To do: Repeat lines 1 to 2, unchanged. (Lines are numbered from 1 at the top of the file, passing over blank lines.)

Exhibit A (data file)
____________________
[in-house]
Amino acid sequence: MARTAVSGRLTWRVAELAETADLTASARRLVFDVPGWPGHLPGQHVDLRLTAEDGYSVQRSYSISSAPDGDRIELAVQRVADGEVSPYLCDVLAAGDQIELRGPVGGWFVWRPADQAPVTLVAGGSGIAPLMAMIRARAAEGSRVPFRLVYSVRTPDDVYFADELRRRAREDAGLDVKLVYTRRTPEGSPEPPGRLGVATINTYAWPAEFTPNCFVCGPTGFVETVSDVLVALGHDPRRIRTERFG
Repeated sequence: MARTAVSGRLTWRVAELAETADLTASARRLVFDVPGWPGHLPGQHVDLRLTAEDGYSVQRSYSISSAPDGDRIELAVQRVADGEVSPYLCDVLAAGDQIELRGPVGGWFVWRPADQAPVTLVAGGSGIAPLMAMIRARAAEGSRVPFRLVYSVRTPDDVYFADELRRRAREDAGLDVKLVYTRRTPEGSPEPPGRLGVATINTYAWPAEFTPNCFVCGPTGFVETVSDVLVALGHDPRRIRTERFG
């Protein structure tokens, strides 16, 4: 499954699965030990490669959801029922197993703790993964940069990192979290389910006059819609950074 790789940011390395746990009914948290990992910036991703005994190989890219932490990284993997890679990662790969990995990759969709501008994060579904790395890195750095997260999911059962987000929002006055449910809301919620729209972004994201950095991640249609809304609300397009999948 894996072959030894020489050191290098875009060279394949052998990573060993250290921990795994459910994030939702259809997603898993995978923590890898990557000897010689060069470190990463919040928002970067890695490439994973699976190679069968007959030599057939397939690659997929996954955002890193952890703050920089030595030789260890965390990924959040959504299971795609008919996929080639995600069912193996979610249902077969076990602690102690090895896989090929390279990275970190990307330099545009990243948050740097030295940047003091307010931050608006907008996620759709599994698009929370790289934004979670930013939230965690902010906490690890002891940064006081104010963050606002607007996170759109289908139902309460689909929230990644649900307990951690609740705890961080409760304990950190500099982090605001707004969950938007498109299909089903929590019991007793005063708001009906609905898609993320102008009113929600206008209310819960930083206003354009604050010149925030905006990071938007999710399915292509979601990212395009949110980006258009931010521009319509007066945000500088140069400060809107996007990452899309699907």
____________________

[in-house]
Amino acid sequence: MARTAVSGRLTWRVAELAETADLTASARRLVFDVPGWPGHLPGQHVDLRLTAEDGYSVQRSYSISSAPDGDRIELAVQRVADGEVSPYLCDVLAAGDQIELRGPVGGWFVWRPADQAPVTLVAGGSGIAPLMAMIRARAAEGSRVPFRLVYSVRTPDDVYFADELRRRAREDAGLDVKLVYTRRTPEGSPEPPGRLGVATINTYAWPAEFTPNCFVCGPTGFVETVSDVLVALGHDPRRIRTERFG